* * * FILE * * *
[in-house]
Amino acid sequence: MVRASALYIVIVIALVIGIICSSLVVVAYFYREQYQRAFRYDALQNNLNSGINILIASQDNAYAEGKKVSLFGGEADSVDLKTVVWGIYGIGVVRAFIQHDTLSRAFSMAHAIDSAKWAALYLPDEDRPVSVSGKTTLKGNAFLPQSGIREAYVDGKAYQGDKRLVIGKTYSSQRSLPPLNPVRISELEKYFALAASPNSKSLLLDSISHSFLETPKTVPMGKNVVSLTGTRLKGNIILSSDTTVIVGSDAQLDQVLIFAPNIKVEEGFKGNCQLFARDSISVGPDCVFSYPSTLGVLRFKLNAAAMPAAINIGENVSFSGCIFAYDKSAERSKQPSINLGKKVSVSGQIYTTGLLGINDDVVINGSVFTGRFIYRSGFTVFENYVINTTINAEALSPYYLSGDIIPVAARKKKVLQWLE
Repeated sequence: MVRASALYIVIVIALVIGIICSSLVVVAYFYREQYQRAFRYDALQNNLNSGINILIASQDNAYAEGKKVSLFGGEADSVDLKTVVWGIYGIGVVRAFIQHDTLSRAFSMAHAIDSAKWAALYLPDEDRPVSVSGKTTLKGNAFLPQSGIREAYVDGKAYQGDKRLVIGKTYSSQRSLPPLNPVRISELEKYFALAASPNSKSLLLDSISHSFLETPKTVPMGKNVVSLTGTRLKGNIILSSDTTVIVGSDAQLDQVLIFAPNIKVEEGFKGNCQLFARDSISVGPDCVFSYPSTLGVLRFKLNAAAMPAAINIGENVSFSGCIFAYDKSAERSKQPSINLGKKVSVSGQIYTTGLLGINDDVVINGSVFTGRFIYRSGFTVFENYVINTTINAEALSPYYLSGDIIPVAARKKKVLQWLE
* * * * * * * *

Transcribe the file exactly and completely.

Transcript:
[in-house]
Amino acid sequence: MVRASALYIVIVIALVIGIICSSLVVVAYFYREQYQRAFRYDALQNNLNSGINILIASQDNAYAEGKKVSLFGGEADSVDLKTVVWGIYGIGVVRAFIQHDTLSRAFSMAHAIDSAKWAALYLPDEDRPVSVSGKTTLKGNAFLPQSGIREAYVDGKAYQGDKRLVIGKTYSSQRSLPPLNPVRISELEKYFALAASPNSKSLLLDSISHSFLETPKTVPMGKNVVSLTGTRLKGNIILSSDTTVIVGSDAQLDQVLIFAPNIKVEEGFKGNCQLFARDSISVGPDCVFSYPSTLGVLRFKLNAAAMPAAINIGENVSFSGCIFAYDKSAERSKQPSINLGKKVSVSGQIYTTGLLGINDDVVINGSVFTGRFIYRSGFTVFENYVINTTINAEALSPYYLSGDIIPVAARKKKVLQWLE
Repeated sequence: MVRASALYIVIVIALVIGIICSSLVVVAYFYREQYQRAFRYDALQNNLNSGINILIASQDNAYAEGKKVSLFGGEADSVDLKTVVWGIYGIGVVRAFIQHDTLSRAFSMAHAIDSAKWAALYLPDEDRPVSVSGKTTLKGNAFLPQSGIREAYVDGKAYQGDKRLVIGKTYSSQRSLPPLNPVRISELEKYFALAASPNSKSLLLDSISHSFLETPKTVPMGKNVVSLTGTRLKGNIILSSDTTVIVGSDAQLDQVLIFAPNIKVEEGFKGNCQLFARDSISVGPDCVFSYPSTLGVLRFKLNAAAMPAAINIGENVSFSGCIFAYDKSAERSKQPSINLGKKVSVSGQIYTTGLLGINDDVVINGSVFTGRFIYRSGFTVFENYVINTTINAEALSPYYLSGDIIPVAARKKKVLQWLE